A public hearing on a component of the comprehensive plan update focused primarily on land use in an area of west Forsyth.
The hearing Thursday night offered residents a chance to share their views on the community agenda portion with officials.
The plan serves as a guide for decisions involving future growth and land use for the next 20 years, from 2012-32.
Commissioners voted 5-0 on Thursday to hold the public hearing, but to defer until Dec. 15 a decision on sending the proposal to the state for review.
Vanessa Bernstein, the county’s senior long-range planner, said the current version of the plan is a result of a 15-month community process, including seven workshops and several meetings of the steering committee.
Within the community agenda, the subject of the hearing, Bernstein said “the future development map is truly the heart of the community’s vision.”
“It is this map that shows the preferred growth patterns in terms of land use,” she said. “They’re intended to help direct the type, intensity and pattern of development across the county.”
Her comments on the map set the stage for the hearing, in which all but one speaker referred to the color-coded diagram.
Several residents of the Howard Road area addressed the designation of their land, which appeared in an early draft as estate residential and in most — and more recent — drafts as suburban living.
The estate designation is the lowest residential density represented on the map, while suburban living indicates plans for a slightly higher residential density.
Neighbors on both sides of the issue argued on which character area would better represent their road, which is south of Hwy. 20 and adjacent to the Cherokee County line.
Resident Linda Stewart, who favors the current draft’s suburban living, noted that the medium density residential designation would make the whole road uniform, since the north end is marked for that.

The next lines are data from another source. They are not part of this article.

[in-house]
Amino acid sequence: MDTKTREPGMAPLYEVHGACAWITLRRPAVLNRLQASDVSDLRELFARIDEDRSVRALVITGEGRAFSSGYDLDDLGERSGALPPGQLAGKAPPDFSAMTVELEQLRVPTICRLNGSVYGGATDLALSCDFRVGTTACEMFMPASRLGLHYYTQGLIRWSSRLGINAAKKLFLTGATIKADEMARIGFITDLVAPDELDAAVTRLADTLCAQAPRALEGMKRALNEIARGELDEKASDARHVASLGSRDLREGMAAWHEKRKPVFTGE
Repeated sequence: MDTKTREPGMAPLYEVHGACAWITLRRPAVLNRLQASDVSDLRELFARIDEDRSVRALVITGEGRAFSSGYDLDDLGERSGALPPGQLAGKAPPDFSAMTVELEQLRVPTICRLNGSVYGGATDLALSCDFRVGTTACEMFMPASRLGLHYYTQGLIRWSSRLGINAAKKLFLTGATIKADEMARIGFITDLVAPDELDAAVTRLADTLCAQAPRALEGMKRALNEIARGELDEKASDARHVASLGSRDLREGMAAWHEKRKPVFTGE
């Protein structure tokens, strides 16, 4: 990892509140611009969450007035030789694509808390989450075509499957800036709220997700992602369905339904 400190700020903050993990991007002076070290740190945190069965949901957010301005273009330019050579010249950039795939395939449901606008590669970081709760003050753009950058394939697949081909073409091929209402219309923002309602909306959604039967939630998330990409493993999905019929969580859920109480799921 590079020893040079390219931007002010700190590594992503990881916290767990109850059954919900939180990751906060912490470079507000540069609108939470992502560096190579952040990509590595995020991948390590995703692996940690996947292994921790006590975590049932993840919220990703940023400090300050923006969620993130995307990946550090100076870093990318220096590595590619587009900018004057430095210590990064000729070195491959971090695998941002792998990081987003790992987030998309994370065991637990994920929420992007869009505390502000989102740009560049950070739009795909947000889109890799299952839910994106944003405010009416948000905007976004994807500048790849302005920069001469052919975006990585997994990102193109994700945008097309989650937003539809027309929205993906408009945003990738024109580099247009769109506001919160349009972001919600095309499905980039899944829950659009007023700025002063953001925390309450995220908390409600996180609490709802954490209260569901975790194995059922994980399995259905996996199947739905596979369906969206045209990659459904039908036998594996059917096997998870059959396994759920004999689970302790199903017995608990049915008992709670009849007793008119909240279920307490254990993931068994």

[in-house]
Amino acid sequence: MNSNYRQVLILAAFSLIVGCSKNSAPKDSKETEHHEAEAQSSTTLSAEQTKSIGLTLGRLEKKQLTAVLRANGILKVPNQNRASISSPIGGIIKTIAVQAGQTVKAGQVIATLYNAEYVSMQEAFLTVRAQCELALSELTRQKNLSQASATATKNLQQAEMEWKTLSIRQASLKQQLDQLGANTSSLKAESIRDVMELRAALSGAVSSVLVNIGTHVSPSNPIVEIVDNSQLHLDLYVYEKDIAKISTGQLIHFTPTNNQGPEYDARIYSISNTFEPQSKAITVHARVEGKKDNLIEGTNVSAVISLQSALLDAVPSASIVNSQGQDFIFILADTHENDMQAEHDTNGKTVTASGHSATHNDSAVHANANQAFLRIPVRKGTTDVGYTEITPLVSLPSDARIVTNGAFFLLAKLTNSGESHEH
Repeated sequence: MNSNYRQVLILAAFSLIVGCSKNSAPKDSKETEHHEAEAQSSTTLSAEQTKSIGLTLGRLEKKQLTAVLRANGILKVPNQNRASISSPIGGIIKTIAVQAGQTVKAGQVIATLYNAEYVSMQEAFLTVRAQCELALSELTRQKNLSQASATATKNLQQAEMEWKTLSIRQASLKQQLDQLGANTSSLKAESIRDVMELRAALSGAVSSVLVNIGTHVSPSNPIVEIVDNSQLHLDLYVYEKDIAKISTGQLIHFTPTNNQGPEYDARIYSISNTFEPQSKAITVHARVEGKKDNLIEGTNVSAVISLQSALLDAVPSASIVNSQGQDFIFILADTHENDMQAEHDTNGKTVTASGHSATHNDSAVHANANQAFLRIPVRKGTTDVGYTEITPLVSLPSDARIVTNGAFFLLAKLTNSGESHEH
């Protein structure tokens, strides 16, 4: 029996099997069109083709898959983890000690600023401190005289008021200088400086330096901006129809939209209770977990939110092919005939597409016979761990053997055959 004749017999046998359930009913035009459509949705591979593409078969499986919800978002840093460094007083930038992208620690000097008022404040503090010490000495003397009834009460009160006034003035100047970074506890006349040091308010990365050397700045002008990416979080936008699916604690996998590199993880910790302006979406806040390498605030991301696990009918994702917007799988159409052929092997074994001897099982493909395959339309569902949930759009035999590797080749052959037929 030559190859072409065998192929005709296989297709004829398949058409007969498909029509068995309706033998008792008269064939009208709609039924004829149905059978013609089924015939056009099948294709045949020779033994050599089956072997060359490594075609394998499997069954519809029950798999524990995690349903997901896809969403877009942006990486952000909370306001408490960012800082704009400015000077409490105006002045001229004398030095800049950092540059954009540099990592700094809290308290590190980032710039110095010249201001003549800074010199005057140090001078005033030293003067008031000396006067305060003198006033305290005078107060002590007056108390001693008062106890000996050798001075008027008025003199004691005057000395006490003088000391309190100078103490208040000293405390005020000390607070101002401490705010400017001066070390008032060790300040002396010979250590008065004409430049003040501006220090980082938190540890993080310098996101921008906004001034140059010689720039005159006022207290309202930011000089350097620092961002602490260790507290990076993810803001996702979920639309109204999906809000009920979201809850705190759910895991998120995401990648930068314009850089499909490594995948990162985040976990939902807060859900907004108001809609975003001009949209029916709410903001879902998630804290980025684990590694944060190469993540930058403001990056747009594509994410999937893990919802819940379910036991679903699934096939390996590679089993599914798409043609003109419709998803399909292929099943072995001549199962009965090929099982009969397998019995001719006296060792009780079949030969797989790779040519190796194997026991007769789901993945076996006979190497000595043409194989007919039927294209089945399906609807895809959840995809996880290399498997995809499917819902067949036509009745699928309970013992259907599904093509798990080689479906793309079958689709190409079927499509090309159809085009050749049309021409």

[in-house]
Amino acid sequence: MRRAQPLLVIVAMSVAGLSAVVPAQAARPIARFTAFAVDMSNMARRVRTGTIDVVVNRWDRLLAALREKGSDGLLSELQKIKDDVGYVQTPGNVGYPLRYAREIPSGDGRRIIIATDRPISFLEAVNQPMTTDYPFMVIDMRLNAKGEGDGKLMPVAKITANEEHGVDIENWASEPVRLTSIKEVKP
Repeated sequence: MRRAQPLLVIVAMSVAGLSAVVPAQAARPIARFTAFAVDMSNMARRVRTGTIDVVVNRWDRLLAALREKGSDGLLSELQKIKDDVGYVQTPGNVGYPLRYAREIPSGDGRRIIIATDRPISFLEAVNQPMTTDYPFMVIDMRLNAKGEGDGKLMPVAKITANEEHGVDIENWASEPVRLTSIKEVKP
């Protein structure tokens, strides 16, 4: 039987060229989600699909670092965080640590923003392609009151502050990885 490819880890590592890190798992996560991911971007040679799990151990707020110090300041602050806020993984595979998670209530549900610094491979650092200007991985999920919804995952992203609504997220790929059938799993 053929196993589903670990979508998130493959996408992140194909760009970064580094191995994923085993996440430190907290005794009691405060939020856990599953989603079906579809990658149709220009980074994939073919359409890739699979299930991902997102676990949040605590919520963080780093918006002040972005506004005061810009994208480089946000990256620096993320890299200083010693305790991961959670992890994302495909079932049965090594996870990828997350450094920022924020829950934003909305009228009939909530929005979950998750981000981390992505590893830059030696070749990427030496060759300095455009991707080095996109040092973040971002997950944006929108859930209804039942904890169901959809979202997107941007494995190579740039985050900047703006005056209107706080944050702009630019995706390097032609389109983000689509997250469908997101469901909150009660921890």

The suburban living designation would suggest that a more valuable Res-3 zoning would be appropriate for the area, said Charlotte Ray Stalder, who represented her family.
“[Estate residential], in effect, devalues the property in the long run,” she said. “We’re looking out not just for our mom and dad — who don’t plan to sell it anytime soon, or to move — but for our children and grandchildren.”
Resident Jo Anne Leach spoke in favor of changing the designation to estate residential, stating that those looking to sell property as medium density residential would leave behind growth inappropriate for the rural area.
In addition, Leach pointed to a map-voting process that took place in the spring, in which most voters selected a version showing estate residential for Howard Road.
The first draft presented by staff was changed by the steering committee to suburban living.
“The decision-makers decided to overrule the voices of the stakeholders,” Leach said. “The board of commissioners has a chance this evening to correct this wrong.”
The commission did not discuss the Howard Road matter Thursday, but did opt to have staff change the Lanier Golf Course property to village living for the next presented draft.
Village living anticipates integrated residential and non-residential components.
Commissioner Patrick Bell said the recent rezoning to a master planned development should be reflected in the map to match a “virtually identical” situation with a south Forsyth MPD.
In the 4-1 vote, Commissioner Jim Boff opposed the change, stating that the map is merely “a planning tool,” and the current zoning should not dictate the area’s designation.